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Publication Date 01/07/2014         Volume. 6 No. 6   
Information to Pharmacists

Editorial

From the desk of the editor

Welcome to the July 2014 homepage edition of i2P (Information to Pharmacists) E-Magazine.
At the commencement of 2014 i2P focused on the need for the entire profession of pharmacy and its associated industry supports to undergo a renewal and regeneration.
We are now half-way through this year and it is quite apparent that pharmacy leaders do not yet have a cohesive and clear sense of direction.
Maybe the new initiative by Woolworths to deliver clinical service through young pharmacists and nurses may sharpen their focus.
If not, community pharmacy can look forward to losing a substantial and profitable market share of the clinical services market.
Who would you blame when that happens?
But I have to admit there is some effort, even though the results are but meagre.
In this edition of i2P we focus on the need for research about community pharmacy, the lack of activity from practicing pharmacists and when some research is delivered, a disconnect appears in its interpretation and implementation.

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News Flash

Newsflash Updates for July 2014

Newsflash Updates

Regular weekly updates that supplement the regular monthly homepage edition of i2P. 
Access and click on the title links that are illustrated

Comments: 1

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Feature Contribution

Woolworths Pharmacy - Getting One Stage Closer

Neil Johnston

It started with “tablet” computers deployed on shelves inside the retailer Coles, specifically to provide information to consumers relating to pain management and the sale of strong analgesics.
This development was reported in i2P under the title Coles Pharmacy Expansion and the Arid PGA Landscape”
In that article we reported that qualified information was a missing link that had come out of Coles market research as the reason to why it had not succeeded in dominating the pain market.
Of course, Woolworths was working on the same problem at the same time and had come up with a better solution - real people with good information.

Comments: 5

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Intensive Exposition without crossing over with a supermarket

Fiona Sartoretto Verna AIAPP

Editor's Note: The understanding of a pharmacy's presentation through the research that goes into the design of fixtures and fittings that highlight displays, is a never-ending component of pharmacy marketing.
Over the past decade, Australian pharmacy shop presentations have fallen behind in standards of excellence.
It does not take rocket science - you just have to open your eyes.
Recently, our two major supermarkets, Woolworths and Coles, have entered into the field of drug and condition information provision - right into the heartland of Australian Pharmacy.

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The sure way to drive business away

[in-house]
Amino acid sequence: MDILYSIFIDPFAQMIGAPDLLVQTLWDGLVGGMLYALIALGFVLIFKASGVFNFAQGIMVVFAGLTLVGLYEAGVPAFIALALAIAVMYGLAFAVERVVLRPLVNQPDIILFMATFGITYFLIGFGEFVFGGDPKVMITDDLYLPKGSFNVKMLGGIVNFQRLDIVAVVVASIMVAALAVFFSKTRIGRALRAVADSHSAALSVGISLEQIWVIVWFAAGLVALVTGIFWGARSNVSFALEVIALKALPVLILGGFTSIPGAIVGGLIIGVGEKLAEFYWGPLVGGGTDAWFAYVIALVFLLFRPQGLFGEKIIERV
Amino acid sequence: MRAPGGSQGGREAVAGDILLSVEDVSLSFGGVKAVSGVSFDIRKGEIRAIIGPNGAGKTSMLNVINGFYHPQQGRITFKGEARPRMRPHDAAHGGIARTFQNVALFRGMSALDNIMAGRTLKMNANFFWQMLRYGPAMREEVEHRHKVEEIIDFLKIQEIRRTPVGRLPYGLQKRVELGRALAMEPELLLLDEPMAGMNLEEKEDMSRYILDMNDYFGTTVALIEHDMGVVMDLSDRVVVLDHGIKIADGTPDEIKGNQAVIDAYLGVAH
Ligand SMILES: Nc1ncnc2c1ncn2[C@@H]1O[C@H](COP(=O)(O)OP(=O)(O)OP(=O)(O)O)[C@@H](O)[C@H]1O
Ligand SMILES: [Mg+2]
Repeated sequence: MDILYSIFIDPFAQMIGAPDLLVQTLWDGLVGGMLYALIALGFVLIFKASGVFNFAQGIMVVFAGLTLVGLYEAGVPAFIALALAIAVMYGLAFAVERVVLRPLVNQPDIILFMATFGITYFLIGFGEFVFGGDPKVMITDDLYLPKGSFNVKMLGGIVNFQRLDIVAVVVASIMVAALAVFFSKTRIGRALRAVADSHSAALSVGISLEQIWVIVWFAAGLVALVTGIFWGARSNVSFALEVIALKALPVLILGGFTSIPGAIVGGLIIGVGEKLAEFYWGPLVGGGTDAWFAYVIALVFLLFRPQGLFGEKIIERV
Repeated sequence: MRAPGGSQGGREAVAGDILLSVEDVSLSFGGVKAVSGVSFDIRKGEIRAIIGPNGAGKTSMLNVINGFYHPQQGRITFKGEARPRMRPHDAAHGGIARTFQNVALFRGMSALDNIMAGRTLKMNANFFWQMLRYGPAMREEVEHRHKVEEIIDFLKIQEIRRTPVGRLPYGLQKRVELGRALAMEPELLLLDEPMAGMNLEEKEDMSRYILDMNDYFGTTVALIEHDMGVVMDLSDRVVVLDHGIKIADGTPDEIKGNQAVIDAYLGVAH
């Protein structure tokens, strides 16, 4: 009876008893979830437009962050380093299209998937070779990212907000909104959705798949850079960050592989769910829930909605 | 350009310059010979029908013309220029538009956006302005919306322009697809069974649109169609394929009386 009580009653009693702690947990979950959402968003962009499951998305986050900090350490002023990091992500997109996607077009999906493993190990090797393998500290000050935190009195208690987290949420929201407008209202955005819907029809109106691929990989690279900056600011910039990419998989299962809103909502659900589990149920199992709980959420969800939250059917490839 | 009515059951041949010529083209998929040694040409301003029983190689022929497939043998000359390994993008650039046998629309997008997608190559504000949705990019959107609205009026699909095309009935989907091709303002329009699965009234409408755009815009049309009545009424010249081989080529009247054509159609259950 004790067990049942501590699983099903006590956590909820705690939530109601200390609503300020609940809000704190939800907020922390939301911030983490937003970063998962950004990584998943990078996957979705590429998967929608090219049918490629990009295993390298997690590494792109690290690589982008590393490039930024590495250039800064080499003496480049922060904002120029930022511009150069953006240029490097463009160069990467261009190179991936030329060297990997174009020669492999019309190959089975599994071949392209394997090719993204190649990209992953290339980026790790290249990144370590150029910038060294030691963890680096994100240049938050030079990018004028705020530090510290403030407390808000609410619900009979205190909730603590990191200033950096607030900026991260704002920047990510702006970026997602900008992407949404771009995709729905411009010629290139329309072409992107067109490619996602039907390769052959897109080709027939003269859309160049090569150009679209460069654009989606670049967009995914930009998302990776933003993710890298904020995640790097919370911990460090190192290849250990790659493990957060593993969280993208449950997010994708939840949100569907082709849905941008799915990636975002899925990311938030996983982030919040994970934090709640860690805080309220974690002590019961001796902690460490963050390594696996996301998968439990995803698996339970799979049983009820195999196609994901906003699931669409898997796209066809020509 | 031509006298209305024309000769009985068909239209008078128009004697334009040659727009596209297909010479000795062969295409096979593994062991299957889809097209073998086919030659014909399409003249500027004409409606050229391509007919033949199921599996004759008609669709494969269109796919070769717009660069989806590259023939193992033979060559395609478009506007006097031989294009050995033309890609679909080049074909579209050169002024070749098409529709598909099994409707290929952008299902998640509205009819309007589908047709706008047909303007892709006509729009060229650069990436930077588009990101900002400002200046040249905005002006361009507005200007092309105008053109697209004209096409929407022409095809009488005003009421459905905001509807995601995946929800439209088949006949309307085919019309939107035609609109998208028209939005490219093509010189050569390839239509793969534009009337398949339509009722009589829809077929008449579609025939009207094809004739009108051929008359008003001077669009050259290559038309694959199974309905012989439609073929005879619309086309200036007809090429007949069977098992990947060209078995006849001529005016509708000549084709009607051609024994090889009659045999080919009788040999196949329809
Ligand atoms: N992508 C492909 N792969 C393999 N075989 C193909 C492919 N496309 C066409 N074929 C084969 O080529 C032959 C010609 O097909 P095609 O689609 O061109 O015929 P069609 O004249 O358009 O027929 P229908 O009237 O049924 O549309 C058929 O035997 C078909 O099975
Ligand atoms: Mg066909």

Gerald Quigley

I attended the Pregnancy, Baby and Children’s Expo in Brisbane recently.
What an eye and ear opening event that was!
Young Mums, mature Mums, partners of all ages, grandparents and friends……...many asking about health issues and seeking reassurances that they were doing the right thing.

Comments: 1

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‘Marketing Based Medicine’ – how bad is it?

Baz Bardoe

It should be the scandal of the century.
It potentially affects the health of almost everyone.
Healthcare providers and consumers alike should be up in arms. But apart from coverage in a few credible news sources the problem of ‘Marketing Based Medicine,’ as psychiatrist Dr Peter Parry terms it, hasn’t as yet generated the kind of universal outrage one might expect.

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Community Pharmacy Research - Are You Involved?

Mark Coleman

Government funding is always scarce and restricted.
If you are ever going to be a recipient of government funds you will need to fortify any application with evidence.
From a government perspective, this minimises risk.
I must admit that while I see evidence of research projects being managed by the PGA, I rarely see community pharmacists individually and actively engaged in the type of research that would further their own aims and objectives (and survival).

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Organisational Amnesia and the Lack of a Curator Inhibits Cultural Progress

Neil Johnston

Most of us leave a tremendous impact on pharmacies we work for (as proprietors, managers, contractors or employees)—in ways we’re not even aware of.
But organisational memories are often all too short, and without a central way to record that impact and capture the knowledge and individual contributions, they become lost to time.
It is ironic that technology has provided us with phenomenal tools for communication and connection, but much of it has also sped up our work lives and made knowledge and memory at work much more ephemeral.

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Academics on the payroll: the advertising you don't see

Staff Writer

This article was first published in The Conversation and was written by Wendy Lipworth, University of Sydney and Ian Kerridge, University of Sydney
In the endless drive to get people’s attention, advertising is going ‘native’, creeping in to places formerly reserved for editorial content. In this Native Advertising series we find out what it looks like, if readers can tell the difference, and more importantly, whether they care.